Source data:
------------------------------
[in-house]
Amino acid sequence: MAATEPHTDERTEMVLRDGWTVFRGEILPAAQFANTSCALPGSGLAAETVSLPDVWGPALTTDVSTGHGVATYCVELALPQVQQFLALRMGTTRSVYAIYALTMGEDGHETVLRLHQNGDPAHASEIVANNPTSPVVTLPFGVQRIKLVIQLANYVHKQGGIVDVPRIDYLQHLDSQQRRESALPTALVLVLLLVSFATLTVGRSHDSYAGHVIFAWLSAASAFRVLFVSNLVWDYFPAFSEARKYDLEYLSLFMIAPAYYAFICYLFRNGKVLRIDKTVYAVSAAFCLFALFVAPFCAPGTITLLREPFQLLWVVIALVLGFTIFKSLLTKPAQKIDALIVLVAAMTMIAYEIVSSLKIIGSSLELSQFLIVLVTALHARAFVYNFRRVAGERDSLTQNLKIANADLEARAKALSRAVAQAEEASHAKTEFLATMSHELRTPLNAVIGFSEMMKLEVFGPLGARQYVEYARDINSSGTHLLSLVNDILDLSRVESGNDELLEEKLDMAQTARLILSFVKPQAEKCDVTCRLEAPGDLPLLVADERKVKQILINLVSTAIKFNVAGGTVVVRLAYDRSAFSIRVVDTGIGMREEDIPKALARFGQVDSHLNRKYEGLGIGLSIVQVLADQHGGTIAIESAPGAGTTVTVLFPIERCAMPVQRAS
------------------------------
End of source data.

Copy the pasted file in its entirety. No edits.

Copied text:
[in-house]
Amino acid sequence: MAATEPHTDERTEMVLRDGWTVFRGEILPAAQFANTSCALPGSGLAAETVSLPDVWGPALTTDVSTGHGVATYCVELALPQVQQFLALRMGTTRSVYAIYALTMGEDGHETVLRLHQNGDPAHASEIVANNPTSPVVTLPFGVQRIKLVIQLANYVHKQGGIVDVPRIDYLQHLDSQQRRESALPTALVLVLLLVSFATLTVGRSHDSYAGHVIFAWLSAASAFRVLFVSNLVWDYFPAFSEARKYDLEYLSLFMIAPAYYAFICYLFRNGKVLRIDKTVYAVSAAFCLFALFVAPFCAPGTITLLREPFQLLWVVIALVLGFTIFKSLLTKPAQKIDALIVLVAAMTMIAYEIVSSLKIIGSSLELSQFLIVLVTALHARAFVYNFRRVAGERDSLTQNLKIANADLEARAKALSRAVAQAEEASHAKTEFLATMSHELRTPLNAVIGFSEMMKLEVFGPLGARQYVEYARDINSSGTHLLSLVNDILDLSRVESGNDELLEEKLDMAQTARLILSFVKPQAEKCDVTCRLEAPGDLPLLVADERKVKQILINLVSTAIKFNVAGGTVVVRLAYDRSAFSIRVVDTGIGMREEDIPKALARFGQVDSHLNRKYEGLGIGLSIVQVLADQHGGTIAIESAPGAGTTVTVLFPIERCAMPVQRAS